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Economic freedom in the long run: evidence from OECD countries (1850–2007)

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  • Leandro Prados De La Escosura

Abstract

This paper presents historical indices for the main dimensions of economic freedom and an aggregate index for nowadays developed countries -(pre-1994) OECD, for short-. Economic liberty expanded over the last one-and-a-half centuries, reaching two thirds of its maximum possible. Its evolution has been, however, far from linear. After a substantial improvement since mid-nineteenth century, World War I brought a major setback. The post-war recovery up to 1929 was followed by a dramatic decline in the 1930s and significant progress took place during the Golden Age but fell short from the pre-World War I peak. A steady expansion since the early 1980s has resulted in the highest levels of economic liberty of the last two centuries. Each main dimension of economic freedom exhibited a distinctive trend and its contribution to the aggregate index varied over time. Nonetheless, improved property rights provided the main contribution to the long-run advancement of economic liberty.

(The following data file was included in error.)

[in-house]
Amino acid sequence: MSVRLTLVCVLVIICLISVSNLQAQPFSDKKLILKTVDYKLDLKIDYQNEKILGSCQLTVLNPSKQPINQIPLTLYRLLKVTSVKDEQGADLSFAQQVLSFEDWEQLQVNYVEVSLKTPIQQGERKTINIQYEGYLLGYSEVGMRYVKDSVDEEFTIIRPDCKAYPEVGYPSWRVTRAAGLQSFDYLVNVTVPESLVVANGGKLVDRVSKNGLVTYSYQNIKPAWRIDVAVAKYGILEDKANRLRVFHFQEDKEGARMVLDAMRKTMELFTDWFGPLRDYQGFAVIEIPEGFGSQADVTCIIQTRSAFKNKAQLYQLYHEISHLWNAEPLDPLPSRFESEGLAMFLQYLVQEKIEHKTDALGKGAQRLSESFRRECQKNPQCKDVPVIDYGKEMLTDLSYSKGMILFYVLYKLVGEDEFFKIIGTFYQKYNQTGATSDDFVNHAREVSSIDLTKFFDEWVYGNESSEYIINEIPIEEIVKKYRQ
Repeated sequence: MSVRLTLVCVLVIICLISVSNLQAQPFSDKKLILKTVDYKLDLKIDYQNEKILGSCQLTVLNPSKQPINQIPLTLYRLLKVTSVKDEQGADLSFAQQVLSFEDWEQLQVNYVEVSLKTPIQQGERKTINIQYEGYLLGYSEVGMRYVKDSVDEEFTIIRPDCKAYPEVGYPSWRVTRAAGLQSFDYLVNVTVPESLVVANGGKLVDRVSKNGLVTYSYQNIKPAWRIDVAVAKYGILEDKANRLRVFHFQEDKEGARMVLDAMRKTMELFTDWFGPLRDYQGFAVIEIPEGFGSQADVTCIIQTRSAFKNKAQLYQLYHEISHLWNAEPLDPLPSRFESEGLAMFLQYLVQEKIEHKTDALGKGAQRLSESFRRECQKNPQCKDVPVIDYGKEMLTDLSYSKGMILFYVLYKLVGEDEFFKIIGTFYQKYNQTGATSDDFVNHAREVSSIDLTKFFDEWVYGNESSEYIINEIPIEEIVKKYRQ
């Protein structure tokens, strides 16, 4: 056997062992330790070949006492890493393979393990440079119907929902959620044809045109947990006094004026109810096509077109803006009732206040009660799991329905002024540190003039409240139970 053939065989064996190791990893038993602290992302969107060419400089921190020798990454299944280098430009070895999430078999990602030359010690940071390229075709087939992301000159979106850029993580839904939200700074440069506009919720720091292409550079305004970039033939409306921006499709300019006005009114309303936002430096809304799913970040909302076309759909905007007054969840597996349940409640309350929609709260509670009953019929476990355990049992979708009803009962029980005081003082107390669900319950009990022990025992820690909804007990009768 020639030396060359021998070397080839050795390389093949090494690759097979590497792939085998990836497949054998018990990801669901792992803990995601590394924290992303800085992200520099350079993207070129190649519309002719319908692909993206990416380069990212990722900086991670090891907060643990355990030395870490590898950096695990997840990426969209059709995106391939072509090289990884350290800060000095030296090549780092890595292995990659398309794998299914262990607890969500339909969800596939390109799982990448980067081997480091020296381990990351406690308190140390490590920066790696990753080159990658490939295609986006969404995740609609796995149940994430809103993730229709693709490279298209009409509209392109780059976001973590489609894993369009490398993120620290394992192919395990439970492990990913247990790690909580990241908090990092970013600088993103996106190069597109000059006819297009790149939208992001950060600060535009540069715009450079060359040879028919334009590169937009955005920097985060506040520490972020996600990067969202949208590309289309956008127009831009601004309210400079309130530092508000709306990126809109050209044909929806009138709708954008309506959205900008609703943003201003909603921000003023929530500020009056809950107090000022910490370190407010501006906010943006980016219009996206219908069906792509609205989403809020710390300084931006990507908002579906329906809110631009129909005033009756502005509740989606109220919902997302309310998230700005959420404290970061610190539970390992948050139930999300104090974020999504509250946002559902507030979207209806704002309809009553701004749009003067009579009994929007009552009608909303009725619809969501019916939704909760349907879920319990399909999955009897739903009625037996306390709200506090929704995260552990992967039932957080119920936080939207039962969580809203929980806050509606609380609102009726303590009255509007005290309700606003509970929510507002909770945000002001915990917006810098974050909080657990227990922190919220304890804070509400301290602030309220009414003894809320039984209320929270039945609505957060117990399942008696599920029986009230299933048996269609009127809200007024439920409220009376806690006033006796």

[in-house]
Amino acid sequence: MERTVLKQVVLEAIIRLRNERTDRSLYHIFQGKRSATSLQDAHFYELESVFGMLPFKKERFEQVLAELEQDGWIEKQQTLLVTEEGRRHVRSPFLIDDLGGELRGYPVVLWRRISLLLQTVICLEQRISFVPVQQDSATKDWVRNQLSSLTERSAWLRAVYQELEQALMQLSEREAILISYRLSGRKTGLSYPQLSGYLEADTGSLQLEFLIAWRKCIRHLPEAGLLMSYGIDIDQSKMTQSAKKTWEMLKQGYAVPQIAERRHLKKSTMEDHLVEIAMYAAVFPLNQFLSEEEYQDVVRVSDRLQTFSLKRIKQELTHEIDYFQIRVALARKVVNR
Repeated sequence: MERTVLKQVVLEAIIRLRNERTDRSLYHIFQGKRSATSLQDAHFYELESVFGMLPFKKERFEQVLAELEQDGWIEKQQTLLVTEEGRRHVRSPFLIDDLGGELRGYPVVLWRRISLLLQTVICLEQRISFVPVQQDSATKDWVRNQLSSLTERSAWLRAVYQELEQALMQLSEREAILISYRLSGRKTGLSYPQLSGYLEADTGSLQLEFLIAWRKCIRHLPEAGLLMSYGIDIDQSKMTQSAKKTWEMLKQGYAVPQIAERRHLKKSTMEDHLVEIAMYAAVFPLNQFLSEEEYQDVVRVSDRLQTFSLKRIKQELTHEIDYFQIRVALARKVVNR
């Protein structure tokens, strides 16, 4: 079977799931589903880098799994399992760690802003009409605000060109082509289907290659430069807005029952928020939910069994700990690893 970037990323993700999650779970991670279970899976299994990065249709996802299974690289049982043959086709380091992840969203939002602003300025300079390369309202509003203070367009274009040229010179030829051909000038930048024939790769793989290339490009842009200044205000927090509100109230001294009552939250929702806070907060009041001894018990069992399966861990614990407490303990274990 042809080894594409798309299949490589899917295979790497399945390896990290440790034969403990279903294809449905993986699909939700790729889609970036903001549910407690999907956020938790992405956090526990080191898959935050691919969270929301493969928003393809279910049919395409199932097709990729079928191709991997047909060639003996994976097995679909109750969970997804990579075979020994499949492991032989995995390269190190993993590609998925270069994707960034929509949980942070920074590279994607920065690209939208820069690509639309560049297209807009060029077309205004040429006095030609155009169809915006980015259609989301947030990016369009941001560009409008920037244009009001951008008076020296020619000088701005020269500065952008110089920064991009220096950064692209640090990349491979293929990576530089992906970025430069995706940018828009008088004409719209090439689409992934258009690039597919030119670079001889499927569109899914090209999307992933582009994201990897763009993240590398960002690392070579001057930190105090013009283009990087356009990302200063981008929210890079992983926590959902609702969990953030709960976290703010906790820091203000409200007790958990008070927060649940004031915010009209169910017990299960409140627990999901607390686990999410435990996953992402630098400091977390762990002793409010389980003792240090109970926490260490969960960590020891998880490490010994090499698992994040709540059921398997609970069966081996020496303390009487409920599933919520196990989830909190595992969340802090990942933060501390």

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  • Leandro Prados De La Escosura, 2016. "Economic freedom in the long run: evidence from OECD countries (1850–2007)," Economic History Review, Economic History Society, vol. 69(2), pages 435-468, May.
  • Handle: RePEc:bla:ehsrev:v:69:y:2016:i:2:p:435-468
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    File URL: http://hdl.handle.net/10.1111/ehr.2016.69.issue-2
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    References listed on IDEAS

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    JEL classification:

    • N10 - Economic History - - Macroeconomics and Monetary Economics; Industrial Structure; Growth; Fluctuations - - - General, International, or Comparative
    • O17 - Economic Development, Innovation, Technological Change, and Growth - - Economic Development - - - Formal and Informal Sectors; Shadow Economy; Institutional Arrangements
    • P10 - Economic Systems - - Capitalist Systems - - - General

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